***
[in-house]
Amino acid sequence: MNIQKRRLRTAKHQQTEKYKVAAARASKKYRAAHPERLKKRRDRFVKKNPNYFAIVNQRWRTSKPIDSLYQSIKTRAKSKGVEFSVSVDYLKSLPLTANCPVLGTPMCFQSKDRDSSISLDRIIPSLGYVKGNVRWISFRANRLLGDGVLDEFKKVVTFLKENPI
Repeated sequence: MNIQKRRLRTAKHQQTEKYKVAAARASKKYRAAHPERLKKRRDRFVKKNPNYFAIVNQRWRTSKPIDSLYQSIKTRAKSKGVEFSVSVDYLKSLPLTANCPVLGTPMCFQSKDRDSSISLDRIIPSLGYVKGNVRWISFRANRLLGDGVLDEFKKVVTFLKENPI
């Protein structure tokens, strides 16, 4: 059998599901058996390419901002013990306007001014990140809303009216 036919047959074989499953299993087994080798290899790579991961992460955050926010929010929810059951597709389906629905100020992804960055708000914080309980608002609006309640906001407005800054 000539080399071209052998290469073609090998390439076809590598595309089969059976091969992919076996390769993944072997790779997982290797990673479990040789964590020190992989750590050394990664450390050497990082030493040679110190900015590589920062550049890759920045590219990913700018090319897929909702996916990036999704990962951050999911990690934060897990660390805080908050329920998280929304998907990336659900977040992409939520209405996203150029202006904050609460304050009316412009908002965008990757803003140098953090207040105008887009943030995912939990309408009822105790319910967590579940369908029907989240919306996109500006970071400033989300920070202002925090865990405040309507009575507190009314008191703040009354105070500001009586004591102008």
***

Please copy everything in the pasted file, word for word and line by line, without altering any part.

[in-house]
Amino acid sequence: MNIQKRRLRTAKHQQTEKYKVAAARASKKYRAAHPERLKKRRDRFVKKNPNYFAIVNQRWRTSKPIDSLYQSIKTRAKSKGVEFSVSVDYLKSLPLTANCPVLGTPMCFQSKDRDSSISLDRIIPSLGYVKGNVRWISFRANRLLGDGVLDEFKKVVTFLKENPI
Repeated sequence: MNIQKRRLRTAKHQQTEKYKVAAARASKKYRAAHPERLKKRRDRFVKKNPNYFAIVNQRWRTSKPIDSLYQSIKTRAKSKGVEFSVSVDYLKSLPLTANCPVLGTPMCFQSKDRDSSISLDRIIPSLGYVKGNVRWISFRANRLLGDGVLDEFKKVVTFLKENPI
């Protein structure tokens, strides 16, 4: 059998599901058996390419901002013990306007001014990140809303009216 036919047959074989499953299993087994080798290899790579991961992460955050926010929010929810059951597709389906629905100020992804960055708000914080309980608002609006309640906001407005800054 000539080399071209052998290469073609090998390439076809590598595309089969059976091969992919076996390769993944072997790779997982290797990673479990040789964590020190992989750590050394990664450390050497990082030493040679110190900015590589920062550049890759920045590219990913700018090319897929909702996916990036999704990962951050999911990690934060897990660390805080908050329920998280929304998907990336659900977040992409939520209405996203150029202006904050609460304050009316412009908002965008990757803003140098953090207040105008887009943030995912939990309408009822105790319910967590579940369908029907989240919306996109500006970071400033989300920070202002925090865990405040309507009575507190009314008191703040009354105070500001009586004591102008």